Application Notes - Cycling of Closed Loop Control Systems
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On/off cycling can be a real problem in some closed loop control systems, such as:-
- Thermostatically control heating systems.
- Pressure controlled compressor systems.
- Ambient luminance controlled lighting systems.
As an example, we monitored our thermostatically oil fired central heating system on our office building over a period of about 6 months. We had the following astonishing results.
This shows that over the period there were 1363 times that the boiler came on for 2 minutes or less remember these boiler-on events were requested by the thermostat controller. The boiler came on 255 times for between 2 and 4 minutes etcetera. If you add up all the cumulative time that the boiler was on, you find that for 33% of the time the boiler was on for a period of 10 minutes or less. Also 40% of the time it was on for a period of 15 minutes or less.
For short duration ‘on’ cycles like those of 10 minutes or less a boiler cannot add very much heat to the building environment, most of the fuel is used to start the boiler and then gets lost in heat losses in the boiler and its surrounding area. If you can eliminate these short duration on cycles, you can reduce the energy consumption by almost the corresponding amount. Analysing the data we estimated a saving of 30% to 40% if we were to eliminate ‘on’ demands of 15 minutes or less.
Q. How do you solve this problem?
A. Use a delay ‘on’ timer.
We developed a 10 minute delay timer which take the ‘on’ signal from the thermostat and when it receives this, which would normally turn the boiler on, it waits for a period (of 10 minutes) before passing on this signal to turn the boiler on, this eliminates all cycling below 10 minutes.
We used two LS-1V data loggers to monitor the new system over a period and found:-
- Cumulative demanded boiler ‘On’ Time 21:02 hours
- Cumulative actual boiler ‘On’ Time 9:57 hours
- Saving (demanded ‘on’ time but not given). 11:05 hours. 52% energy reduction!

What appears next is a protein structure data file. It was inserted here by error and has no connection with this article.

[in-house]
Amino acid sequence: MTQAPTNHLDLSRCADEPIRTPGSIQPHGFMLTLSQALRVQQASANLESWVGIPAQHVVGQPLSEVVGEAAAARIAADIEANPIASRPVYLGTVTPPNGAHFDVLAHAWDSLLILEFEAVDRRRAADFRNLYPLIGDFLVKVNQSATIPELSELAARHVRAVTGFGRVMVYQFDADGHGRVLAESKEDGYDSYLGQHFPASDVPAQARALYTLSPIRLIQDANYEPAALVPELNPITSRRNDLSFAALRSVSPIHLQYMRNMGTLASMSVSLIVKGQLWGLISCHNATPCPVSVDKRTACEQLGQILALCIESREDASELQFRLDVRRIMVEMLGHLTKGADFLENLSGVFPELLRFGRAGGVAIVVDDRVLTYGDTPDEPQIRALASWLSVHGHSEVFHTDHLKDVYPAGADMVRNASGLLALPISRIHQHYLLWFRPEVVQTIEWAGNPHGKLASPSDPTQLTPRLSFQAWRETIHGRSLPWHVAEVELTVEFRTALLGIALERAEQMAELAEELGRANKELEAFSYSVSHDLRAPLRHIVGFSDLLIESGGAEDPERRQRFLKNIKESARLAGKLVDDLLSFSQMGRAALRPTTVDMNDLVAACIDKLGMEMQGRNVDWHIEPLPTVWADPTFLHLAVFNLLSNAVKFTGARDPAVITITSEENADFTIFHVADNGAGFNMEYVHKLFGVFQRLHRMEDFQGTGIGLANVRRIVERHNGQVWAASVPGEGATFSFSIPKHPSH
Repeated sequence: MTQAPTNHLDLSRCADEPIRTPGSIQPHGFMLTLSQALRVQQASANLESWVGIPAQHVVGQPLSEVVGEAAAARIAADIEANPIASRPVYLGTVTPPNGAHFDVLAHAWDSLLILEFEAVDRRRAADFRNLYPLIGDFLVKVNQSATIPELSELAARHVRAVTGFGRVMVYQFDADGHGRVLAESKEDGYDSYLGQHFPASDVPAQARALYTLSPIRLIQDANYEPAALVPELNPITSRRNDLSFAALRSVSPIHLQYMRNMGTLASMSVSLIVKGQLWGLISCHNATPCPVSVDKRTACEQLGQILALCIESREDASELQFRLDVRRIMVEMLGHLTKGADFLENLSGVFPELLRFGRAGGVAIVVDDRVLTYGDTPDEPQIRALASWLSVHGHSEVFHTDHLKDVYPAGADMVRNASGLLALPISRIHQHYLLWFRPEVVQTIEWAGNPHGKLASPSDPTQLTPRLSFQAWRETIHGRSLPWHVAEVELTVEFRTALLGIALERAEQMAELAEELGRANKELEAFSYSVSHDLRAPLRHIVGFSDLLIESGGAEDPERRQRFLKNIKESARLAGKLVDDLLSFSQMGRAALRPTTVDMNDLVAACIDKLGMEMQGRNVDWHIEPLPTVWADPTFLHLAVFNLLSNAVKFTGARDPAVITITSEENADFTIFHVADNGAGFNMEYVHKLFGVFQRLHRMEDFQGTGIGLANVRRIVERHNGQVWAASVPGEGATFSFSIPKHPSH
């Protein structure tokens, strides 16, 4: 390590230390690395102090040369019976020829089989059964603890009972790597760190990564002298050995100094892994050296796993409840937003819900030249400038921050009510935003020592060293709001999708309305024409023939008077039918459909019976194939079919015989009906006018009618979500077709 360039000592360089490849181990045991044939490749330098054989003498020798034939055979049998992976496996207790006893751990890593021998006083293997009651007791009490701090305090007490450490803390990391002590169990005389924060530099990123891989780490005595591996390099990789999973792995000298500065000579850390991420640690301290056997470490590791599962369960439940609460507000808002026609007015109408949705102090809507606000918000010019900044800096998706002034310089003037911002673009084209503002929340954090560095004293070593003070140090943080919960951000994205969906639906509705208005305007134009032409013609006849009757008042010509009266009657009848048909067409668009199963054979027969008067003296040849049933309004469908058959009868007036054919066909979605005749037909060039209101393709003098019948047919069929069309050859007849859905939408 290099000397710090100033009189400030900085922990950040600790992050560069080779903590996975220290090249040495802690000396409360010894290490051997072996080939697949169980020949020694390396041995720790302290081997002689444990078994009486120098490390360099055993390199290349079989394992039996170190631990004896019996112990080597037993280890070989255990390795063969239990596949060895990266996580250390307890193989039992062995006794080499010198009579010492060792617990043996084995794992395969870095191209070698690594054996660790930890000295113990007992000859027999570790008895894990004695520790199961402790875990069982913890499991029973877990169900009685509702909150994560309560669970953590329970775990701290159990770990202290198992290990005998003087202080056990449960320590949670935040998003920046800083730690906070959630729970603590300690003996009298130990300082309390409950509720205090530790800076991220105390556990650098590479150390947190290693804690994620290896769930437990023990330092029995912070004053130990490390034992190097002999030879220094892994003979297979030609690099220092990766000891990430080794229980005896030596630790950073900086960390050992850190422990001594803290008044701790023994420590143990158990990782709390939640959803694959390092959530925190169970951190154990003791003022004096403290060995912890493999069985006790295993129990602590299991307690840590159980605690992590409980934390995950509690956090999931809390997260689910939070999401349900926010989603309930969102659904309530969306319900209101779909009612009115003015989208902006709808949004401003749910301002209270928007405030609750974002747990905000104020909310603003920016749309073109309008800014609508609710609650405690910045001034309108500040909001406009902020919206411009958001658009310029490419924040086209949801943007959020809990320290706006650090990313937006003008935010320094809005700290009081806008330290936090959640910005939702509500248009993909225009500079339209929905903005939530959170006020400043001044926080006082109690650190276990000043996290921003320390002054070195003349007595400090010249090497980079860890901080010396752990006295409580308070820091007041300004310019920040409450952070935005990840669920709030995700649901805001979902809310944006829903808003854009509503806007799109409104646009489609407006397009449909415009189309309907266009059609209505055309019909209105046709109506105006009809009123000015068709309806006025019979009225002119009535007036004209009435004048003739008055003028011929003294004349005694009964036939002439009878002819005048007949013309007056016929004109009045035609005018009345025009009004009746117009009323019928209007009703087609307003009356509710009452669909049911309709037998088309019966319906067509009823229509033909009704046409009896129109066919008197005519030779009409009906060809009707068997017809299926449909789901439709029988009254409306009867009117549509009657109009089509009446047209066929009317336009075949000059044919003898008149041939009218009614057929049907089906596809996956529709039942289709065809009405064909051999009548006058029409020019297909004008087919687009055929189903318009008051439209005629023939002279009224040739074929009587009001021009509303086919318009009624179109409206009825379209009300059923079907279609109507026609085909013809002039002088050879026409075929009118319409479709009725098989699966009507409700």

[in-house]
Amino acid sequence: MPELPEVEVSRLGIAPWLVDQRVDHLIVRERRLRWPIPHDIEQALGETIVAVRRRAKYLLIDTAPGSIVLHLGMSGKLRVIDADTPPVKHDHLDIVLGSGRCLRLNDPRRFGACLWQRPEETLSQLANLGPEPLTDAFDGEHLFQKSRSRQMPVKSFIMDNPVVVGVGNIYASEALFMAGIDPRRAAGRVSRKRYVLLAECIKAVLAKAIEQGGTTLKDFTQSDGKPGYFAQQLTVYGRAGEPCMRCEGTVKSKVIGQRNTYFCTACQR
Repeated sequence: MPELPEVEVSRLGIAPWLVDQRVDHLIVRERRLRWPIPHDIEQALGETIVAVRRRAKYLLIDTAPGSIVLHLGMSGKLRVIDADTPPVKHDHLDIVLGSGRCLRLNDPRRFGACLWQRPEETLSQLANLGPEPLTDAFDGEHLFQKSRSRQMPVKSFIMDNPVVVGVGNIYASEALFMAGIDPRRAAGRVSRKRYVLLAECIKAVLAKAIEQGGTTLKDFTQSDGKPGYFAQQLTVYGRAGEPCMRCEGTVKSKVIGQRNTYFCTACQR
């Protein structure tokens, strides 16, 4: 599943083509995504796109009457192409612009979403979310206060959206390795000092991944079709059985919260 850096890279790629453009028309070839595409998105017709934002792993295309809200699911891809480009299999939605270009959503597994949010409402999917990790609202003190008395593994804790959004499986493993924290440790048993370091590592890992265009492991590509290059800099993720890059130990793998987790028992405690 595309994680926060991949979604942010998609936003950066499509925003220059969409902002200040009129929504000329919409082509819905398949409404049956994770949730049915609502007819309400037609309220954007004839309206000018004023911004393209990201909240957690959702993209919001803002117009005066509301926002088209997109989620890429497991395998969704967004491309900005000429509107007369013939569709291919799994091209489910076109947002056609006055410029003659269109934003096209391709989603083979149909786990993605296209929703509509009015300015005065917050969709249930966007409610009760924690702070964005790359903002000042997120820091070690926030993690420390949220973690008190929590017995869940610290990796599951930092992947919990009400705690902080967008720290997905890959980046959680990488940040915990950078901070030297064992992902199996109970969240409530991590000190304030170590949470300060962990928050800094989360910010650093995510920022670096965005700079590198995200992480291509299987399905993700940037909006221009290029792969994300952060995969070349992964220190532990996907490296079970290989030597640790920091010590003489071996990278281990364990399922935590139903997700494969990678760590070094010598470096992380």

- Number of on events demanded 184 on events
- Actual number of on events 25 on events
- Saving (demanded ‘on’ event but not given). 159 on events. 86% reduction in ‘on’ cycles.
- Average number of demanded ‘on’ cycles per year. 8,375
- Average number of actual ‘on’ cycles per year. 1,156
- Saving (demanded ‘on’ event but not given). 7,219. 86% reduction in ‘on’ cycles.
We achieved a 52% reduction in fuel consumption over the trial period.
It must be noted that the above figures are not theoretical or speculative, they are real figures from a real working heating system servicing our office building. We monitored both the demand ‘on’ and the actual ‘on’ signals, these are therefore real savings.
As the demand signal was subject to a 10 minute delay, when the demand was a real temperature demand, the temperature would have continued to fall slightly during the 10 minutes delay, that means that when the boiler came on, it would have taken slightly longer to bring the office building up to the set point of 21C, therefore using more energy. Nonetheless we still achieved a saving of 52%!
The obvious disadvantage is that the timer introduces a time delay between the demand for hear and the supply of heat, this in turn would have an effect on the controlled internal ambient temperature, which would not be as tightly controlled around the set point of 21C (in our case). The data recorded show that 56% of the demands for energy were not real temperature demands, rather they were the result of the thermostat oscillating (on/off) around the temperature set point. There was not noticeable effect on internal office temperature during the trial of the timer. Basically the timer has the effect of introducing a dead band. The reduction in run time by 52% and the reduction in the number of on cycles by 86% has a significant effect on boiler life.
Compressor cycling can also be an issue in pneumatic compressor systems in industry, where the set point is a pressure level and the system tries to maintain a set point. A better method of control can be to use a dead band system, that is, minimum and maximum pressures are defined separately, the minimum pressure (say 10 bar) activates the on signal and the maximum pressure (say 15 bar) activates the off signal. If you have a system with a single defined pressure, then the introduction of a timer delay can help reduce cycling. For pneumatic systems it is important to look at the minimum working pressures of the items fed from the compressor reservoir also the maximum air demand before setting the delay times. It would be important that the delay not be so long that the air reservoir was depleted by air demand before the timer allowed the compressor to start. With pumps and compressors the reduction of the number on on/off cycles has a major effect on the life of the system.
Controlled Lighting is also prone to cycling, where the set point is a lux level, the system will turn on lighting when that minimum level is observed. Some systems do use a dead band system, that is, a minimum lux level turns the lights on and a greater lux level turns the system off again. Cycling normally only happens at dawn or dusk, due to the low light level, as opposed to throughout the day, to the improvements are limited by the fact that light levels normally continue to increase at dawn and continue reduce at dusk, as opposed to maintain a given level.
The LS-1V was designed for cycle analysis, however Electrosoft lets you perform cycle analysis with other loggers, all you have to do is define an on voltage and an off voltage threshold for voltage loggers and their data and for current data and loggers define an on current and an off current threshold; Electrosoft will do the rest.